North Sea Waves

By John Ellis


Aberdeen Harbour

My most northerly moderatorial trip to date has been to Aberdeen. Shipbuilding is finished and the fishing fleet much diminished but the harbour remains noisy and active thanks to the offshore oil and gas industry. Nearby the Maritime Museum spreads into a former Congregational Chapel and shows how North Sea oil has transformed the Scottish economy. The technological achievement is on a vast scale and has been accompanied by entrepreneurial and safety risks, sometimes with tragic consequences.


St Nicholas Uniting Church

The latter were one incentive behind constructing the remarkable and moving Oil and Gas Industry Chapel in the north transept of the city’s historic St Nicholas Church. The chair backs are made of many layers of different woods so they look like the geological layers under the seabed; but the initial letters of the names of the woods spell out in order “We remember you”. At the very top of the window is the Eagle of St John with a barrel of oil in its talons. St John not only wrote a Gospel but is also, I learnt, the Patron Saint of Oil Refiners.


Oil & Gas Chapel Chairs


St John’s Eagle carrying precious oil










St Nicholas Church is double-ended and once accommodated two congregations worshipping at either end. The impressive Georgian space of the former West Kirk is now home to a united Church of Scotland and URC congregation. They proved most hospitable to the British Church Leaders visiting the Scottish National Party Conference for the first time.


Callum McCaig, MP for Aberdeen South, discusses the oil price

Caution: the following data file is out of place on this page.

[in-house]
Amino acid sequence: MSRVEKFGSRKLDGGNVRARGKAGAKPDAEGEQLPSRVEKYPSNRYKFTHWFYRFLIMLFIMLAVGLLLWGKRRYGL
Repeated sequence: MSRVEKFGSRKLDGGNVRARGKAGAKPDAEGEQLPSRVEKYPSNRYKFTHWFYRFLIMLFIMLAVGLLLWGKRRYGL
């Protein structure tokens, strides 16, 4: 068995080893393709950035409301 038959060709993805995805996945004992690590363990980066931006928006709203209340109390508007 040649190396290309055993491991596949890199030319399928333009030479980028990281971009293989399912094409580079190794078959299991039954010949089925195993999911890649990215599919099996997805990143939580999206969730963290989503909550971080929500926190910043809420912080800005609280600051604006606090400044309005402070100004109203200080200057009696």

From their respective standing ovations it was hard to tell whether Nicola Sturgeon, the First Minister, or her predecessor, Alex Salmond, is the Patron Saint of the SNP. The Party’s economic brains, the under-stated John Swinney, completes an impressive political triumvirate. None of them, though, can ignore the barrel of oil. Local MP and the Party’s energy spokesman at Westminster, Callum McCaig, was determinedly upbeat about the long term prospects for the oil industry, despite the doubts of some party members, and he needs to be right if the more ambitious social targets of the SNP are to be realised. For this Conference, however, the mood was more one of celebration than analysis.

We were particularly glad to meet Dave Thompson, MSP for 4,500 square miles of rural Scotland, one of whose constituents is the Loch Ness Monster. A former Baptist now in the Church of Scotland, he is unashamed to speak of his Christian convictions and is a staunch supporter of the regular prayer meetings held in the Scottish Parliament building. He is an instigator of Christians for Independence and of a Holyrood All Party Group on Religious Freedoms. He noted that over 20% of the SNP’s MPs and over 15% of all MSPs were practising Christians, which are higher proportions than in the population as a large. The commitment of Christians to be salt and yeast in politics continues.

And for displaying God’s creation, there are few more glorious railway journeys in Britain than a ride up the Scottish coastal line over the Forth and Tay Bridges, via Dundee and Arbroath, to the Granite City.

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